Ken Ham, the infamous charlatan, has posted a blog post in which he offers the selective protestation at “intolerance” typical of young-earth creationists, in response to a blog post of mine. Hopefully no one will be fooled by his pretending that he thinks all ideas deserve a hearing or equal time. Ham is not eager to see fringe nonsense like Jesus-mythicism getting equal time in universities. Nor does he think that those institutions which adopt an anti-evolutionist stance should let actual scientists combat his organization’s misinformation. His selective appeal to one’s sense of fair play will backfire if readers are paying attention. Fair play is only fair when it is applied to all fairly, and that is clearly not Ham’s interest.
But the irony is even stronger. Ham claims about me that “Of course, part of his intolerance is that he doesn’t even want students, faculty or staff to hear the things Dr. Mortenson will present because they may expose the utter bankruptcy of the anti-biblical position held by McGrath.” That’s laughable. The last time Mortenson came to campus, it became clear to the audience that, even though he was making claims about what words in the Biblical text mean, he does not know enough of the Biblical languages to recognize them. Someone I know who took one semester of Greek more than a decade ago could do so. And so this is not merely a case of being rusty. It is a case of Ken Ham’s people claiming to know things that they don’t, setting themselves up as authorities when they have only ignorance and ideologically-driven skewing of the facts to offer.
Universities are not “supposed to be a place for the free exchange of ideas” in the sense that we ensure equal time for Holocaust-deniers and flat-earthers. They are places for free exchange of ideas that are committed to honest treatment of evidence. If young-earth creationists could accept those terms, they would be welcome. But to accept those terms would mean abandoning their young-earth creationist stance, which is at odds with all the relevant evidence, whether geological, genetic, paleontological, astronomical, or Biblical.
Let me state it clearly to Terry Mortenson, Ken Ham, and anyone else in Answers in Genesis: Protesting against your twisting of the Bible and your refusal to accept the Bible as it is and to accept that it says what it says is not “anti-biblical.” It is the precise opposite. As a scholar and a Christian I am convinced that the Bible ultimately needs no defense. But those who might be duped by your lies, because they do not know either the Bible or science well enough to see through the misinformation and misconstruals you consistently offer, do need to be defended. Standing against false teachers and defending the weak and gullible from wicked influences is hardly “anti-biblical.”
Promoting knowledge, promoting understanding, promoting intelligent discussion between different views when the evidence is inconclusive – those are part of the mission of a university. So too is indicating when views are incompatible with the evidence, and when arguments are deceptive and attempt to mislead. But as has been clear throughout, I have never said, either previously or in the present case, that even charlatans like those at Answers in Genesis should be prevented from coming to campus. I suggested that those concerned with truth, with upholding the Christian faith and upholding the mission of the university, ought not to have extended the invitation in the first place. There is no obligation for anyone to invite people to come and misrepresent the truth. If the invitation remains in place, I will respect that, although I will be greatly disappointed to learn that I have colleagues who consider it appropriate to invite someone whose organization pretends to uphold the ideals of a university when it is in their interest to do so, and the rest of the time denigrates the people who do actual scientific and Biblical research at universities, including the Christians.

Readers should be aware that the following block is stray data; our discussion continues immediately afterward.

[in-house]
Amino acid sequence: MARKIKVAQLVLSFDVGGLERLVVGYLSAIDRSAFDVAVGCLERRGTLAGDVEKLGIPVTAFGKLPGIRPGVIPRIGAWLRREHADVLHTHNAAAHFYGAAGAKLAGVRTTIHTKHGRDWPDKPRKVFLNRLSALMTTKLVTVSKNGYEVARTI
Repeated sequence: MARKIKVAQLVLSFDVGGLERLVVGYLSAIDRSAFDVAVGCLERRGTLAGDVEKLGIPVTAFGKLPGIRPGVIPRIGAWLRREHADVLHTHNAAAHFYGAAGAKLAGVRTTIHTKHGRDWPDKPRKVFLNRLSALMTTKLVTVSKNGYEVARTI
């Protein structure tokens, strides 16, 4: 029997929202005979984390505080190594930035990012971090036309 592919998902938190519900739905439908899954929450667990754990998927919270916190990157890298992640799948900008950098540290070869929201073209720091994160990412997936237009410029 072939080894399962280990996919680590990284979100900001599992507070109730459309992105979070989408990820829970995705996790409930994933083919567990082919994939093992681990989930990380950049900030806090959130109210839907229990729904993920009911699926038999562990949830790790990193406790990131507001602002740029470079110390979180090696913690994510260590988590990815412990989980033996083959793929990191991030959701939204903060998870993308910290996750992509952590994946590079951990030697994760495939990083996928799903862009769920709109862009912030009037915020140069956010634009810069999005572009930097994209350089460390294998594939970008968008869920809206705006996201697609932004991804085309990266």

You are welcome to comment below, since I uphold the ethos of a university, and welcome discussion that seeks to get at the truth. If you visit Ken Ham’s blog, you will see that comments are not allowed. And if you comment on his Facebook page and express a view that he does not like, your comment will disappear. So please do not be taken in by his claim to want open discussion of ideas. That is just yet another dishonest tactic he uses selectively, to try to get his pseudoscientific and pseudobiblical ideas into places where they clearly do not deserve to be promoted.
Of course, if Ham would open a booth that let a mainstream biologist and a mainstream biblical scholar present their views at his Creation Museum, his appeal to open discussion of ideas would sound like much less of a joke…